The twenty volumes in Zola’s Rougon-Macquart series are set in France during the period 1851-1873, and the novels trace the fortunes of various members of the two branches of the same family. The Rougons are the legitimate, and so-called respectable branch whereas the Macquarts are fairly disreputable. Zola traces the hereditary influences of violence, alcoholism and prostitution through his characters as they nagivate the changing social landscape of life in the Second Empire of Napoleon III (1852-1870) in the years from the coup d’etat (1851) which overthrew the Republic to the aftermath of the Franco Prussian war of 1870-71.
His Excellency (Son Excellence Eugene Rougon) is book number 6 in Zola’s extraordinary 20-volume Rougon-Macquart series.
The book’s main character, Eugene Rougon, is a vital figure and the “greatest of the Rougons,” responsible for the success of the Rougon family. Early in his career, Eugene saw the possibilities of social advancement through political maneuvers. Moving to Paris from Plassans, he was involved in the 1851 coup d’etat, and he was also responsible for placing his parents (Pierre and Felicite Rougon) in a pivotal political role in Plassans.
When the book begins Eugene Rougon, has become a powerful political figure in the Second Empire of Napoleon III, but he has become entangled in a dispute over the matter of an inheritance involving a relative of the Empress. In a pre-emptive move, Rougon submits his resignation to the emperor before he can be asked to resign. This resignation is a gesture of sorts, and Eugene Rougon doesn’t particular expect the Emperor to accept it, but accept it he does, and Rougon suddenly finds himself outside of the sphere of influence. Not only is Rougon cast adrift from the corridors of power, but also his various hangers-on are also cut loose with a sponsor.
Zola meticulously records and analyzes the tiniest details of the relationships between Rougon and his coterie of political parasites–and this coterie consists of those who hoped to use their access to Rougon to advance their own causes. These causes stem from acquiring a dowry so that a young woman can marry to the awarding of contracts, questions of inheritance, and the acquisition of lucrative political posts. Zola shows that these relationships are largely symbiotic. At first, Rougon sees them as parasites as they endlessly hound him for favours. Even when Rougon is out of the sphere of political influence, these hangers-on still hound him, hoping to encourage him to return to politics. And after a time, Rougon’s attitude towards these people he viewed as parasites begins to change. As the hangers-on switch loyalties, he begins to realize that he needs them as much as they need him:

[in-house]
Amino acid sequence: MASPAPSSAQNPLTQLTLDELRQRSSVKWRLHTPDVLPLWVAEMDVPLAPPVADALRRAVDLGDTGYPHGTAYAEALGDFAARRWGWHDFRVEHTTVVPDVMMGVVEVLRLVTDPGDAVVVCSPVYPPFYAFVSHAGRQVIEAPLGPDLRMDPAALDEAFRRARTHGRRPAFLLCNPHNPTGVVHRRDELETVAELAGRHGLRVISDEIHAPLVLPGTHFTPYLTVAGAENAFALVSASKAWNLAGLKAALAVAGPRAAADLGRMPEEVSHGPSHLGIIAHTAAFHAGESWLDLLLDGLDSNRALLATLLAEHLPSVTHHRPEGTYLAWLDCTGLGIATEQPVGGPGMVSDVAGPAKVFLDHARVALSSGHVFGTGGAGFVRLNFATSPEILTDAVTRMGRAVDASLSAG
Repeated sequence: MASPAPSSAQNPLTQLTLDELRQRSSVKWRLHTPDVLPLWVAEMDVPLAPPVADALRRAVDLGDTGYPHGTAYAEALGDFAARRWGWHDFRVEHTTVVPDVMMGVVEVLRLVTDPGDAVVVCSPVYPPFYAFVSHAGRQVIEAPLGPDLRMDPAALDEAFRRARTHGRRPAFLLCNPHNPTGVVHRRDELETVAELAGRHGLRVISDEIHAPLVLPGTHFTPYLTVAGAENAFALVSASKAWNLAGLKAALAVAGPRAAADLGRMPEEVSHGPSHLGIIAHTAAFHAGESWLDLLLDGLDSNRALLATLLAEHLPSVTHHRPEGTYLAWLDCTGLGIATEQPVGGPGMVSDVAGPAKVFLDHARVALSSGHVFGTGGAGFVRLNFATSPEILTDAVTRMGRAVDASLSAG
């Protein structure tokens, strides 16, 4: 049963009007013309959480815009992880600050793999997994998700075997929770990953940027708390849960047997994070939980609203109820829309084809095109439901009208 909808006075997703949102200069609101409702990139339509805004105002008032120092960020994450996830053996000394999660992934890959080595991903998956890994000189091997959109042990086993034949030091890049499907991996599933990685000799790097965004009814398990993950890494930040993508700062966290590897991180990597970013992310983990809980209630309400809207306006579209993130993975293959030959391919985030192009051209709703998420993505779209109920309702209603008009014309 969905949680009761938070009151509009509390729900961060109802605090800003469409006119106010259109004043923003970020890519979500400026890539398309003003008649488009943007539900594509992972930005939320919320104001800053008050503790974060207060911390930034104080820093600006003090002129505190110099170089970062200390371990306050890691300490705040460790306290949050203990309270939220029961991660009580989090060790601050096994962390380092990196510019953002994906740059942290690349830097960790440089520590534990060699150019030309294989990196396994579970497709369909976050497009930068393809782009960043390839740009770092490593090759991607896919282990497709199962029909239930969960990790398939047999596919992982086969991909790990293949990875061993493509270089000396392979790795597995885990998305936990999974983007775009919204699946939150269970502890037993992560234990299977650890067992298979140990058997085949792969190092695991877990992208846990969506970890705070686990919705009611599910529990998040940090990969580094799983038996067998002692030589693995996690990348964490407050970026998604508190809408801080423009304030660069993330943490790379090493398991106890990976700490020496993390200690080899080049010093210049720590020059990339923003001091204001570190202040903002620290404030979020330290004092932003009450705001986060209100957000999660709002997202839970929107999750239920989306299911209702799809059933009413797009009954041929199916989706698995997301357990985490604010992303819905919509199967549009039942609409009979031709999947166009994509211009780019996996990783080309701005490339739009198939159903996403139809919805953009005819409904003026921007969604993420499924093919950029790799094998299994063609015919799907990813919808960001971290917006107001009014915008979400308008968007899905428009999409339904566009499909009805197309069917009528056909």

“He loved power for its own sake, without any hankering for riches and honours. Very ignorant, and of little skill in things which were not connected with the management of men, it was only his keen craving for power that elevated him to a position of superiority. The ambition of raising himself above the crowd, which seemed to him to be compounded of fools and knaves, and of leading and driving men by sheer force, developed most energetic skill and cunning in his heavy nature. He believed only in himself, took his convictions for reasons, and held everything subordinate to the increase of his personal influence. Addicted to no vice, he yet reveled as at some secret orgy in the idea of wielding supreme power.”